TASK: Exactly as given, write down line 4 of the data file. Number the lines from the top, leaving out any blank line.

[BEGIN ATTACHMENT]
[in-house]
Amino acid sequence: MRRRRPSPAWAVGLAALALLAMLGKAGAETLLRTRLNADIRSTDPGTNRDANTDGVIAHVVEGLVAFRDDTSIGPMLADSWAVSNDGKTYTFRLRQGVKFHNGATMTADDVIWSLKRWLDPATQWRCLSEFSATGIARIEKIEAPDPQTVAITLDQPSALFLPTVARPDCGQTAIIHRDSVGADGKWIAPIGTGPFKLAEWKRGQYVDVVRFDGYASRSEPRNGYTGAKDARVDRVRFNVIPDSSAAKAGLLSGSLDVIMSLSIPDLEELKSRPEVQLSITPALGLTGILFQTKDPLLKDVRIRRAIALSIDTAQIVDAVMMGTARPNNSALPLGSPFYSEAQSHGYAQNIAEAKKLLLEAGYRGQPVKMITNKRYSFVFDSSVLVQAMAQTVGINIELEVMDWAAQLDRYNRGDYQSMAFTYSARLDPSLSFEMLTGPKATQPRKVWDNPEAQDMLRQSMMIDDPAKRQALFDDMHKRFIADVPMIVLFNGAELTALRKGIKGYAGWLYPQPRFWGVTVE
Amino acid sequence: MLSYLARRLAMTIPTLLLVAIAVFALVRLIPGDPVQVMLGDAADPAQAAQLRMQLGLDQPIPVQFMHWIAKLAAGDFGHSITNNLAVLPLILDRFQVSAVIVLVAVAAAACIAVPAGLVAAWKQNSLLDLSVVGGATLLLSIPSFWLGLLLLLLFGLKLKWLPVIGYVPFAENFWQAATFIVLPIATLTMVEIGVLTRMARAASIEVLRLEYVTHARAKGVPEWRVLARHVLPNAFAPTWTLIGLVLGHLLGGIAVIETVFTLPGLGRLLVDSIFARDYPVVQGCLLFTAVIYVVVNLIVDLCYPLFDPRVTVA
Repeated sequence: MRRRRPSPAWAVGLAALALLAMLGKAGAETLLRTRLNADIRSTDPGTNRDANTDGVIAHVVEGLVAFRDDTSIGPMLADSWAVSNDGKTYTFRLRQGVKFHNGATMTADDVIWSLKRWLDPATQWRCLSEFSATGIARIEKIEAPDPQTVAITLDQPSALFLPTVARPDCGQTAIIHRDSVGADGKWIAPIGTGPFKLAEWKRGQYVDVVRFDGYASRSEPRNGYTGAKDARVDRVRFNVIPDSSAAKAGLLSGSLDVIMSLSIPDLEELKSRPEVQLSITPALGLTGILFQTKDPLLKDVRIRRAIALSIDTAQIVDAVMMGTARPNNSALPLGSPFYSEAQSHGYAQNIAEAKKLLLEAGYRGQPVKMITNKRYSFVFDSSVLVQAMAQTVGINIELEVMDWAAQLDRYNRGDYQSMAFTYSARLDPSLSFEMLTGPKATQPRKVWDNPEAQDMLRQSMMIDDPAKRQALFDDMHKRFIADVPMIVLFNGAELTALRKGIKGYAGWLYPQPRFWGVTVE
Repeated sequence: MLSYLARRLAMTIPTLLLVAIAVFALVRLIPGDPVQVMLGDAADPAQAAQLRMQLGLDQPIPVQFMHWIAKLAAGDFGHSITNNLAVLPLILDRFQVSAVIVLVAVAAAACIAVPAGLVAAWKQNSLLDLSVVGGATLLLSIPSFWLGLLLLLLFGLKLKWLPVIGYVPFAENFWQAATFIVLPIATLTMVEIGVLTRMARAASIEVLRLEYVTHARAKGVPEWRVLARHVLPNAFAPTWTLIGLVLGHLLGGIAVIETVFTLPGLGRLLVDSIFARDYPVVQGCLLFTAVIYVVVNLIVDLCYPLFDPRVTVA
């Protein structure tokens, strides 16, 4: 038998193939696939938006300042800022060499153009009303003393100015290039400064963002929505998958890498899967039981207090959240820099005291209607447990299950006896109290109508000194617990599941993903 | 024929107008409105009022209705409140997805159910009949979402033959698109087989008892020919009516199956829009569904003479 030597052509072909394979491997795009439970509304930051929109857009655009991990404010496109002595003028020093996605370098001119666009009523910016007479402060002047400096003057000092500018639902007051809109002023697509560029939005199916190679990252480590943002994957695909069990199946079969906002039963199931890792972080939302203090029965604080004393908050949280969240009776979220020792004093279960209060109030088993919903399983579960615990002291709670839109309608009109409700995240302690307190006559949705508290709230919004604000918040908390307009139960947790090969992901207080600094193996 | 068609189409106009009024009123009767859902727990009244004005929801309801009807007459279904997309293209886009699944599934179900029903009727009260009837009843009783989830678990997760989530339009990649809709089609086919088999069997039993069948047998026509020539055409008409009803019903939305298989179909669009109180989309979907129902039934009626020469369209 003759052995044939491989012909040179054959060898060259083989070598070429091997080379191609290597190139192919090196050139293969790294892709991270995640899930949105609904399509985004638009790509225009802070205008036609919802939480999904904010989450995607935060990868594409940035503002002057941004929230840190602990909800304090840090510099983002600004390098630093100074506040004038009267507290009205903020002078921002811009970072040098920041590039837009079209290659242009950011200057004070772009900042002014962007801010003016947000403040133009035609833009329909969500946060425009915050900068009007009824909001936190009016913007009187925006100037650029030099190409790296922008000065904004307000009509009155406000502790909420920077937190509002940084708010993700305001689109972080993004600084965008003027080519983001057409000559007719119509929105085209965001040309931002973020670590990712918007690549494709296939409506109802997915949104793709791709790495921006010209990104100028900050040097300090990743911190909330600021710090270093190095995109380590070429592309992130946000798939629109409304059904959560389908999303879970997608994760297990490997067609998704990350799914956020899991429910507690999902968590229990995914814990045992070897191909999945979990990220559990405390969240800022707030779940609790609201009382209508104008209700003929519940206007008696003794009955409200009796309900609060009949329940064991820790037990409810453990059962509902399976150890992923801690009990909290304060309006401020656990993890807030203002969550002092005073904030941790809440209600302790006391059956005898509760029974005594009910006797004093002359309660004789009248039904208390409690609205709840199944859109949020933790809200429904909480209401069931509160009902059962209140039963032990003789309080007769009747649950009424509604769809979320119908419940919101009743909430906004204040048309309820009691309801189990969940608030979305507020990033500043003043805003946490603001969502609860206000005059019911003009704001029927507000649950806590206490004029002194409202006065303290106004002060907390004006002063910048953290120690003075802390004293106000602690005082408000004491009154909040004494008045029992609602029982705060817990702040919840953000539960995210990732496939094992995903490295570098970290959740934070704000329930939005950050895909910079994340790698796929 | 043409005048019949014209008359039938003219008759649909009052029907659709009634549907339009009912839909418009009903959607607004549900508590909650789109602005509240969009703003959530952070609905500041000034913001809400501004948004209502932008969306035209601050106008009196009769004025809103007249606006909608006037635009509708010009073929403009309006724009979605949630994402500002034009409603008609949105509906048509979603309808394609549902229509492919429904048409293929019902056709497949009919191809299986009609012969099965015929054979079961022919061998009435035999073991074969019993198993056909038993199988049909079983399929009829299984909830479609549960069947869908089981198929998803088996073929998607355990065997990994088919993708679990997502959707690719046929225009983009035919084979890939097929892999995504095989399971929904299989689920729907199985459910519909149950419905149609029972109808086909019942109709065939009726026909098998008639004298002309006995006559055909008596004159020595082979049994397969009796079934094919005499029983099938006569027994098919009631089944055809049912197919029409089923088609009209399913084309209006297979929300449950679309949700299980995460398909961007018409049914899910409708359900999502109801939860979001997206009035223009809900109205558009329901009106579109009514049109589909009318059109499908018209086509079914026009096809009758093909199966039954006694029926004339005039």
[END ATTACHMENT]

Repeated sequence: MRRRRPSPAWAVGLAALALLAMLGKAGAETLLRTRLNADIRSTDPGTNRDANTDGVIAHVVEGLVAFRDDTSIGPMLADSWAVSNDGKTYTFRLRQGVKFHNGATMTADDVIWSLKRWLDPATQWRCLSEFSATGIARIEKIEAPDPQTVAITLDQPSALFLPTVARPDCGQTAIIHRDSVGADGKWIAPIGTGPFKLAEWKRGQYVDVVRFDGYASRSEPRNGYTGAKDARVDRVRFNVIPDSSAAKAGLLSGSLDVIMSLSIPDLEELKSRPEVQLSITPALGLTGILFQTKDPLLKDVRIRRAIALSIDTAQIVDAVMMGTARPNNSALPLGSPFYSEAQSHGYAQNIAEAKKLLLEAGYRGQPVKMITNKRYSFVFDSSVLVQAMAQTVGINIELEVMDWAAQLDRYNRGDYQSMAFTYSARLDPSLSFEMLTGPKATQPRKVWDNPEAQDMLRQSMMIDDPAKRQALFDDMHKRFIADVPMIVLFNGAELTALRKGIKGYAGWLYPQPRFWGVTVE